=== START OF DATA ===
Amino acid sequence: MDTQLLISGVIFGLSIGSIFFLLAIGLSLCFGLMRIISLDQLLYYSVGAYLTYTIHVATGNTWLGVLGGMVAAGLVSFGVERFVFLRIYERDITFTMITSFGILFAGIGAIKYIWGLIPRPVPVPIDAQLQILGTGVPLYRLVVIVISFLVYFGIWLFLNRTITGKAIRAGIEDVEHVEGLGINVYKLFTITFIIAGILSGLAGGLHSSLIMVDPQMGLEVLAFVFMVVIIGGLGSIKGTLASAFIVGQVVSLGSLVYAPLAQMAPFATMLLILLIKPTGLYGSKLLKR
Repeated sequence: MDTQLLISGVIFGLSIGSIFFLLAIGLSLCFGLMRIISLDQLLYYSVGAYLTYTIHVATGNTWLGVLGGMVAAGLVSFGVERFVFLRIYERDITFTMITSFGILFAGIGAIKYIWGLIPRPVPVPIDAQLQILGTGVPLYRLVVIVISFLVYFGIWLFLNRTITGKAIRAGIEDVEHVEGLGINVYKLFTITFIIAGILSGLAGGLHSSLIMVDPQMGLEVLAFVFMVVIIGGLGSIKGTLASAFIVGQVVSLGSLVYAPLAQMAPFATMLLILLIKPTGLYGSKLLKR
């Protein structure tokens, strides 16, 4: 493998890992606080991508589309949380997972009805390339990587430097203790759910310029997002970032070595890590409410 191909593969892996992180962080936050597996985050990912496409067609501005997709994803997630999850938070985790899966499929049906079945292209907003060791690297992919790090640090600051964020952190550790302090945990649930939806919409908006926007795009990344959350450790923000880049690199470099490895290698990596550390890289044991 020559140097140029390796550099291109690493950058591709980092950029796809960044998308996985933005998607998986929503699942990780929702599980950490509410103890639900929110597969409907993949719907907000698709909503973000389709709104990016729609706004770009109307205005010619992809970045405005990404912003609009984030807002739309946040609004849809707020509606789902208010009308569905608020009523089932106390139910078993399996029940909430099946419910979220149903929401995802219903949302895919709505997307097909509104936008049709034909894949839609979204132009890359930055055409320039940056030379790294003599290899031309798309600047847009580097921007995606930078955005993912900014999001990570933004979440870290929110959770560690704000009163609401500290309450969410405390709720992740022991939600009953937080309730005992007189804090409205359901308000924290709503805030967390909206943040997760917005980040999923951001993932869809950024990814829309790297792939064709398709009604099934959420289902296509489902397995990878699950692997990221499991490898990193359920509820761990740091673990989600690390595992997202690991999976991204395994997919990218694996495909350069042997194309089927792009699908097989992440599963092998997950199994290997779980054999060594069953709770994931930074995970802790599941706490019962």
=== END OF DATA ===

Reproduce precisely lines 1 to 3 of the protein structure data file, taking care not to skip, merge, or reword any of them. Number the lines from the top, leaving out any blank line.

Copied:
Amino acid sequence: MDTQLLISGVIFGLSIGSIFFLLAIGLSLCFGLMRIISLDQLLYYSVGAYLTYTIHVATGNTWLGVLGGMVAAGLVSFGVERFVFLRIYERDITFTMITSFGILFAGIGAIKYIWGLIPRPVPVPIDAQLQILGTGVPLYRLVVIVISFLVYFGIWLFLNRTITGKAIRAGIEDVEHVEGLGINVYKLFTITFIIAGILSGLAGGLHSSLIMVDPQMGLEVLAFVFMVVIIGGLGSIKGTLASAFIVGQVVSLGSLVYAPLAQMAPFATMLLILLIKPTGLYGSKLLKR
Repeated sequence: MDTQLLISGVIFGLSIGSIFFLLAIGLSLCFGLMRIISLDQLLYYSVGAYLTYTIHVATGNTWLGVLGGMVAAGLVSFGVERFVFLRIYERDITFTMITSFGILFAGIGAIKYIWGLIPRPVPVPIDAQLQILGTGVPLYRLVVIVISFLVYFGIWLFLNRTITGKAIRAGIEDVEHVEGLGINVYKLFTITFIIAGILSGLAGGLHSSLIMVDPQMGLEVLAFVFMVVIIGGLGSIKGTLASAFIVGQVVSLGSLVYAPLAQMAPFATMLLILLIKPTGLYGSKLLKR
């Protein structure tokens, strides 16, 4: 493998890992606080991508589309949380997972009805390339990587430097203790759910310029997002970032070595890590409410 191909593969892996992180962080936050597996985050990912496409067609501005997709994803997630999850938070985790899966499929049906079945292209907003060791690297992919790090640090600051964020952190550790302090945990649930939806919409908006926007795009990344959350450790923000880049690199470099490895290698990596550390890289044991 020559140097140029390796550099291109690493950058591709980092950029796809960044998308996985933005998607998986929503699942990780929702599980950490509410103890639900929110597969409907993949719907907000698709909503973000389709709104990016729609706004770009109307205005010619992809970045405005990404912003609009984030807002739309946040609004849809707020509606789902208010009308569905608020009523089932106390139910078993399996029940909430099946419910979220149903929401995802219903949302895919709505997307097909509104936008049709034909894949839609979204132009890359930055055409320039940056030379790294003599290899031309798309600047847009580097921007995606930078955005993912900014999001990570933004979440870290929110959770560690704000009163609401500290309450969410405390709720992740022991939600009953937080309730005992007189804090409205359901308000924290709503805030967390909206943040997760917005980040999923951001993932869809950024990814829309790297792939064709398709009604099934959420289902296509489902397995990878699950692997990221499991490898990193359920509820761990740091673990989600690390595992997202690991999976991204395994997919990218694996495909350069042997194309089927792009699908097989992440599963092998997950199994290997779980054999060594069953709770994931930074995970802790599941706490019962």